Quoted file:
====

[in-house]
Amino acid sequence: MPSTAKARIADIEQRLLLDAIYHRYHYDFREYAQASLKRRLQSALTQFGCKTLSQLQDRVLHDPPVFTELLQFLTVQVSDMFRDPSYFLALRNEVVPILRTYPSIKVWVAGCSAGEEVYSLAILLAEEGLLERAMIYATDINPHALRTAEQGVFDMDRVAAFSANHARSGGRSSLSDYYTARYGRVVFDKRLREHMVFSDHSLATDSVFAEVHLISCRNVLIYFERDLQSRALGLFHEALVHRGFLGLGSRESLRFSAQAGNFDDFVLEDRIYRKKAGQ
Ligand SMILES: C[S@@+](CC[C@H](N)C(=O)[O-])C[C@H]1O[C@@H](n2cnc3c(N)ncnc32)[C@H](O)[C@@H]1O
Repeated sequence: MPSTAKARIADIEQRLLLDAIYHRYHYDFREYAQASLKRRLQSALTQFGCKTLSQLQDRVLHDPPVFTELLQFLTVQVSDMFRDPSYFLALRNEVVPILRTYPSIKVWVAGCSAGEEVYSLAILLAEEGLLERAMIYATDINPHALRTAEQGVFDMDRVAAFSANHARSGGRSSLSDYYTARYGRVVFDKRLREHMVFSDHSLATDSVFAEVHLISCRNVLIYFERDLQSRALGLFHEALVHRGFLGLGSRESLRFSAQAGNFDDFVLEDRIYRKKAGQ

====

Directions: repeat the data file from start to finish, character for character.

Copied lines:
[in-house]
Amino acid sequence: MPSTAKARIADIEQRLLLDAIYHRYHYDFREYAQASLKRRLQSALTQFGCKTLSQLQDRVLHDPPVFTELLQFLTVQVSDMFRDPSYFLALRNEVVPILRTYPSIKVWVAGCSAGEEVYSLAILLAEEGLLERAMIYATDINPHALRTAEQGVFDMDRVAAFSANHARSGGRSSLSDYYTARYGRVVFDKRLREHMVFSDHSLATDSVFAEVHLISCRNVLIYFERDLQSRALGLFHEALVHRGFLGLGSRESLRFSAQAGNFDDFVLEDRIYRKKAGQ
Ligand SMILES: C[S@@+](CC[C@H](N)C(=O)[O-])C[C@H]1O[C@@H](n2cnc3c(N)ncnc32)[C@H](O)[C@@H]1O
Repeated sequence: MPSTAKARIADIEQRLLLDAIYHRYHYDFREYAQASLKRRLQSALTQFGCKTLSQLQDRVLHDPPVFTELLQFLTVQVSDMFRDPSYFLALRNEVVPILRTYPSIKVWVAGCSAGEEVYSLAILLAEEGLLERAMIYATDINPHALRTAEQGVFDMDRVAAFSANHARSGGRSSLSDYYTARYGRVVFDKRLREHMVFSDHSLATDSVFAEVHLISCRNVLIYFERDLQSRALGLFHEALVHRGFLGLGSRESLRFSAQAGNFDDFVLEDRIYRKKAGQ